I’ve stopped at a Krispy Kreme near the office to have coffee and a donut (just one) and chew on writing for a little bit. It’s already late so I don’t have a lot of time to chew, but I haven’t been able to get into the right headspace for even simple journaling recently.

Being here, in a fairly quiet, antiseptic-looking place dominated by faux-retro steel and pastel, brings back memories from about fifteen years ago, when I used to go to a Dunkin’ Donuts with Bart, a friend who was my story guinea pig: I’d give him first drafts of stories and he’d, well, react. It wasn’t a critique so much as the literary equivalent of a test screening. At any rate, while I suppose this place violates a lot of ideas of “comfortable writing space” that most people would have, I like it: a fairly open table to take over, very little ambient noise—I’m the only customer in the seating area, even though they have seating for 40—and, of course, coffee. Not gourmet, but solid enough. No wifi, but in some ways that’s a benefit. (Technically, since it’s in Mountain View, there’s Google’s free wifi service, but in my experience having Google free wifi is like having no wifi at all.)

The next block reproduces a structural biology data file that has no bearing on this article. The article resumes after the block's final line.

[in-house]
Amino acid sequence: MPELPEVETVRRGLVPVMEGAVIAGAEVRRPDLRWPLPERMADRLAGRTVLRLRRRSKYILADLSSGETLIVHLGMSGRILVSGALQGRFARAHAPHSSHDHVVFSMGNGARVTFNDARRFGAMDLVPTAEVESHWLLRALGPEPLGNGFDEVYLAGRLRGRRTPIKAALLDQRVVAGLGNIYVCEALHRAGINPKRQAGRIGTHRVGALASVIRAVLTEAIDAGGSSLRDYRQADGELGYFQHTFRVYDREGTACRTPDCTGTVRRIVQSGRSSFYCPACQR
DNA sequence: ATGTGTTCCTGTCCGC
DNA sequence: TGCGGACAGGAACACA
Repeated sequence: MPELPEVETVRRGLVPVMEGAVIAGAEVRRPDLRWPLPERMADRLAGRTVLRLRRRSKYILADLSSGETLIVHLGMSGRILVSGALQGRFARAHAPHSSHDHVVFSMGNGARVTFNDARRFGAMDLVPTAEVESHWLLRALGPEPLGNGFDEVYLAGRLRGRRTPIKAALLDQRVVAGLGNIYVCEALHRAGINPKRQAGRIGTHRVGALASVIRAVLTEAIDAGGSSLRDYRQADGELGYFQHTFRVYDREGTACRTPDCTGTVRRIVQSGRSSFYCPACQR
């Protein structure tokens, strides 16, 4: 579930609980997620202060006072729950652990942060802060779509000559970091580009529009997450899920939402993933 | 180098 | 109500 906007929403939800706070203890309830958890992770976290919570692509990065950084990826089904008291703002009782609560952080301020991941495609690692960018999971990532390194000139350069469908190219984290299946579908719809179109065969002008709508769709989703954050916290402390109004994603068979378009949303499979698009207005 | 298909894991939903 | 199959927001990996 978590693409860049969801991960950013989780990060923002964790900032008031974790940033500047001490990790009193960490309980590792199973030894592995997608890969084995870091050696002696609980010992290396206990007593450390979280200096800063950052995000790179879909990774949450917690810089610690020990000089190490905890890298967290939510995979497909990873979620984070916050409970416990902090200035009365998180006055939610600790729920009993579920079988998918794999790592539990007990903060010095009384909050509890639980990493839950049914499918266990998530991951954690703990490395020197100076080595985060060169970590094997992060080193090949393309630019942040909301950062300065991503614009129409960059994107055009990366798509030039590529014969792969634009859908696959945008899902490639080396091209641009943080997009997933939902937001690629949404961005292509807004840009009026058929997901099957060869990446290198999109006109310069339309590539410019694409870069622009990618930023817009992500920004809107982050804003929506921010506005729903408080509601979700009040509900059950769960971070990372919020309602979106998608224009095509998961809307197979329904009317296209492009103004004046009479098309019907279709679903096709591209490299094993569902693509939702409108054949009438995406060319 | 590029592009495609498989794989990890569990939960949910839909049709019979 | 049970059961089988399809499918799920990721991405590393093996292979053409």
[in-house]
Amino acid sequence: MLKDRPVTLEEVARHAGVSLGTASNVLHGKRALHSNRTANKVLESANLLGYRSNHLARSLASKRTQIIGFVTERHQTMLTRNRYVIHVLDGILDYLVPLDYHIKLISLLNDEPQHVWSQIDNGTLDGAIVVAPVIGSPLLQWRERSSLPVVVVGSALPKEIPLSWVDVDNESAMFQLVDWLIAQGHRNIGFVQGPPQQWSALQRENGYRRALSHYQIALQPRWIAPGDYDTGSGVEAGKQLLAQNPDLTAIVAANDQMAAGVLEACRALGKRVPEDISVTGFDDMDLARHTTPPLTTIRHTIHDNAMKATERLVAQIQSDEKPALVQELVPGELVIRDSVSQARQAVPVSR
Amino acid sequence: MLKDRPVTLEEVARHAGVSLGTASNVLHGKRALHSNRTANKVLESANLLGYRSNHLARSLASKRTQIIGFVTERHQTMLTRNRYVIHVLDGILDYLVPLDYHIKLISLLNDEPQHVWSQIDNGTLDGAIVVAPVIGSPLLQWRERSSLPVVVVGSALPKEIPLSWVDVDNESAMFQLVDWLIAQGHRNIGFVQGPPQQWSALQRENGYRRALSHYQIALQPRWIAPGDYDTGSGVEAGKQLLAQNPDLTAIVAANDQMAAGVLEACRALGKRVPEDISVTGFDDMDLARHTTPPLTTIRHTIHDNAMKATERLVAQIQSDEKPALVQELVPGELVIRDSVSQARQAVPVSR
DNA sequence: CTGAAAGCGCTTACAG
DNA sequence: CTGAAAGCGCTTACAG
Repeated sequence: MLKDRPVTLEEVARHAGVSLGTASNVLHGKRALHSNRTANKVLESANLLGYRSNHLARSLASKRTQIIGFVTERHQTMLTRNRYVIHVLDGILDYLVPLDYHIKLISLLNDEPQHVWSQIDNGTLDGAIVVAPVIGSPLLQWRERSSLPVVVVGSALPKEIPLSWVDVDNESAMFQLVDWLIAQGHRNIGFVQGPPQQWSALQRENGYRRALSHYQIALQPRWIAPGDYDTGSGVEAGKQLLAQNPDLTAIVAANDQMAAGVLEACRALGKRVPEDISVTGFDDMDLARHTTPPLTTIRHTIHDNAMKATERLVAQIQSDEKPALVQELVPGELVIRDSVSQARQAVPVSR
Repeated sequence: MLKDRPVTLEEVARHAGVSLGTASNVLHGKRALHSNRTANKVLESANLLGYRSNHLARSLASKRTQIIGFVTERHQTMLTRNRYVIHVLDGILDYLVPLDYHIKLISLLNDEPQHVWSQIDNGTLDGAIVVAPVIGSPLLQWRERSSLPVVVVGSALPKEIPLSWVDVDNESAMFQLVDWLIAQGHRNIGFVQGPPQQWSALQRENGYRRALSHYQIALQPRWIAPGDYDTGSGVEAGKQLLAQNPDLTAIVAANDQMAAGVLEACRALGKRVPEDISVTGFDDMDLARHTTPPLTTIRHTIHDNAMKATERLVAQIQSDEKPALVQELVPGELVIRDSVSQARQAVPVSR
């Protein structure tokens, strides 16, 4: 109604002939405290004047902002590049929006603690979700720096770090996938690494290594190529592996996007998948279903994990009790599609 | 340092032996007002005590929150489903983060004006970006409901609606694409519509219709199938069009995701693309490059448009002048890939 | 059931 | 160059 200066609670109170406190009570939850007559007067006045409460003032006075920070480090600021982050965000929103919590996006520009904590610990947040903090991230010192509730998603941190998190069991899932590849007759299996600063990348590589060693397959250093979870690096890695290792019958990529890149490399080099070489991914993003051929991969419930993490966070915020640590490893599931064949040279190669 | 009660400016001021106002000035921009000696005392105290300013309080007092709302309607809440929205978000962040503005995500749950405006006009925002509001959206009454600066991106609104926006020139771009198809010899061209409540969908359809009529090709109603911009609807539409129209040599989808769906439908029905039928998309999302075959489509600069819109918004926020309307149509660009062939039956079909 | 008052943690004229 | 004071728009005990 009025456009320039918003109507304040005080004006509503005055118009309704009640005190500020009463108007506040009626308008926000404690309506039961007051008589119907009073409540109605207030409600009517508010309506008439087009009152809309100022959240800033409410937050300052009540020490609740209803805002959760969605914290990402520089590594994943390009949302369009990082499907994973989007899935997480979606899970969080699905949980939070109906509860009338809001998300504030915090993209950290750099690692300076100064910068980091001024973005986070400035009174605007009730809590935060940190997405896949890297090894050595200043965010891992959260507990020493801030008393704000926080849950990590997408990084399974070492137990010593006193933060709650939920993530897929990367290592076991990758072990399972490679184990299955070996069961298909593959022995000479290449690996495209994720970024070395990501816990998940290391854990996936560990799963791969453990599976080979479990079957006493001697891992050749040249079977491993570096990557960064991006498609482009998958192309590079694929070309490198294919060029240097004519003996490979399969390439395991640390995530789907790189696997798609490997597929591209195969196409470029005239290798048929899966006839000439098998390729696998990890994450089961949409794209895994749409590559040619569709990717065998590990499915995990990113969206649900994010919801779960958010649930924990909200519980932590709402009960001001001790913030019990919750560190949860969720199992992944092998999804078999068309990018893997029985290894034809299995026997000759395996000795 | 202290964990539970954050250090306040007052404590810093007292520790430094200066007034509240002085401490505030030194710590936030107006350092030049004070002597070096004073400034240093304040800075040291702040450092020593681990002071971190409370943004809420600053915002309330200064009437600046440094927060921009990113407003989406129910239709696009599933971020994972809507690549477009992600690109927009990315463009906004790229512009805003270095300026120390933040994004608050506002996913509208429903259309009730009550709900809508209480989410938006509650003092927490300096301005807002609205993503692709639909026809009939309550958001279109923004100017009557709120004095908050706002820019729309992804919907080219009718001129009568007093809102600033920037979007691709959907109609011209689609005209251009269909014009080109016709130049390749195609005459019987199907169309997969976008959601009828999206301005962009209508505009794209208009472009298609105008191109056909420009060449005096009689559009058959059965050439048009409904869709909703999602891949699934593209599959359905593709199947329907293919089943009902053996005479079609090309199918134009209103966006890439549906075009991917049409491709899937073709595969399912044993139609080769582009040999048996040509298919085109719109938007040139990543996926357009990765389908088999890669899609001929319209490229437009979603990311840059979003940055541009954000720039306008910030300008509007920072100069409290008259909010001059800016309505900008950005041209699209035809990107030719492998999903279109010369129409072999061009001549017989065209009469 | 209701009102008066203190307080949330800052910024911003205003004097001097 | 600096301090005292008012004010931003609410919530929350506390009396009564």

So. Catching up: I’m moving.

As I’ve written recently, this isn’t out of the blue, but the speed is unexpected. The friend I’m going to share the apartment with has a tendency to move rather fast, and we went from looking at apartments to having a signed lease within a week.

I’ve been having some panic over the last week or so over the move—mild panics, not panic attacks, just a holy crap I’m not at all ready yet feeling. And I’m not. I have the sort of perverse advantage that I never completely unpacked what living room and kitchen stuff I moved out here with. Of course, I can’t remember what most of that stuff is at this point. I have a cheap kitchen knife set somewhere, and a stereo that’s now quite behind the times but should hopefully be solid enough to keep working. Did I bring speaker cables and speaker stands with me? How about towels—did I unpack those and mix them in with the household’s? And so on, endlessly.

However, the panic and nervousness is being joined by excitement, too. I’ll have more space; I can use this as an excuse to replace some old furniture (and I’ve already started on that); I’ll be in a new place to explore more thoroughly than I’ve been able to so far, and I’ll also be much closer to Bay Are public transit stations and so a whole new set of things to do—without driving—might open up. The place I’m moving to is a pseudo-town named Foster City, just outside San Mateo. I may well try to corral [livejournal.com profile] duncanroo into giving me a tour, or at least advice on where he goes, since I believe he’s lived in San Mateo for years.